Released four long years after Empire, Promised Land just might be the biggest black sheep of Queensryche’s classic era. While it did go gold and had a few successful singles to its name, a series of personal struggles kept the band from truly capitalizing on their last album’s success and this one remains one of their most obscure to date. These factors do give Promised Land a status not unlike that of Metallica’s Loads, but this album is much more consistent and forward thinking.
While Promised Land isn’t exactly inaccessible, it could be seen as an antithesis of Empire. Trading in big hooks for ambient textures and upbeat hard rock for spacy prog, it may be their most complex effort as well as one of their most restrained in execution. It also manages to be their most cynical as the heavier songs are more about creating a biting atmosphere than a truly metal riff and the lyrics deal with themes of disillusionment and detachment.
But with that, it isn’t as far removed from previous Queensryche albums as one would think. The upbeat “Damaged” plays out like an Empire outtake, the atmosphere on songs like “Dis Con Nec Ted” was forseen on “Della Brown,” and a good bulk of the softer songs on here had their roots in “No Sanctuary” and “I Will Remember” among others.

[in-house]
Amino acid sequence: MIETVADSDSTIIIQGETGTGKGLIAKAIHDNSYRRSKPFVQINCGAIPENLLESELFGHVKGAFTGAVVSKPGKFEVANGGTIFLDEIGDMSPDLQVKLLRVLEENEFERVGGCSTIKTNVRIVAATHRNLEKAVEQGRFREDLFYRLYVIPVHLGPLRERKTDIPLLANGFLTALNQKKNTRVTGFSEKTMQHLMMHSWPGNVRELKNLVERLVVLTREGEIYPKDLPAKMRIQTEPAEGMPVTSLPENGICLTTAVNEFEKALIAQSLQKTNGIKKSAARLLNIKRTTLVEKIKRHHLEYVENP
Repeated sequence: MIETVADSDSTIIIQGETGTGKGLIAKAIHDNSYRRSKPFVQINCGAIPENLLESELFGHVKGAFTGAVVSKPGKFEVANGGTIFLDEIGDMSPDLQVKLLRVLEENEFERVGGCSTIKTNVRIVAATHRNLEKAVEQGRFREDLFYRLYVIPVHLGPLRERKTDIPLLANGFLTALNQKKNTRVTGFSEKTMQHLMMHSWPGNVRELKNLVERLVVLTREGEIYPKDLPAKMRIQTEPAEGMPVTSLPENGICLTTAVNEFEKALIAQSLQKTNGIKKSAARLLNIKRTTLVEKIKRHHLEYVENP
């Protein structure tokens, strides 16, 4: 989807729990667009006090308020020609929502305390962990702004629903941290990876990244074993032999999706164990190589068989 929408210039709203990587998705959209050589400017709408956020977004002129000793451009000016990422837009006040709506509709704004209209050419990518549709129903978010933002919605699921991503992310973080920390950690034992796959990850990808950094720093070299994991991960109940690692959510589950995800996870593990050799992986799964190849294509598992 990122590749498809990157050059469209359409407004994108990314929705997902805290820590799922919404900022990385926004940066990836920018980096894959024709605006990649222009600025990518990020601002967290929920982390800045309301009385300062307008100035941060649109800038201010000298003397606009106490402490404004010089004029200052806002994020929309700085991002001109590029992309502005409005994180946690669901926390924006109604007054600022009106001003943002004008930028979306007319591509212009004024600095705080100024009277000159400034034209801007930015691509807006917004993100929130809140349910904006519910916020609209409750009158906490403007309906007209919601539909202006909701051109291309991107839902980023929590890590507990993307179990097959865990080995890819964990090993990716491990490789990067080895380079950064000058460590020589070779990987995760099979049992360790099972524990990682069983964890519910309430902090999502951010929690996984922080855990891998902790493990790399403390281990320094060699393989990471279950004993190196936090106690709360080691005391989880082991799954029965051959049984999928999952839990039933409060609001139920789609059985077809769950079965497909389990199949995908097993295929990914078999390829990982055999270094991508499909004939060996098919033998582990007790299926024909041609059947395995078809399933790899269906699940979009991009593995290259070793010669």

The band dynamics have also undergone a few changes to match the style. The guitars now seem to be the band’s strongest asset as they jump from a heavy crunch on “I Am I” to gentle acoustics and everything in between. On the flip side, the rhythm section seems to have been scaled back and Geoff Tate’s vocals show their first signs of wear but keep their composure by sticking to a lower range. A few members also get to flex some extra muscles as Scott Rockenfield breaks out the electronics, guitarist Chris DeGarmo plays the piano on “Lady Jane” and “Someone Else,” and Tate showcases his skills with a saxophone to chilling effect on the title track.
If Empire is Dark Side Of The Moon, then Promised Land is Queensryche’s answer to Wish You Were Here. It may not have the status of its predecessors but its classy execution may place it just below Mindcrime on the band’s overall hierarchy. It may be one of their trickiest releases to get into but it’s a hell of a lot easier to recommend than anything that would come out after it…
“I Am I”
“Out Of Mind”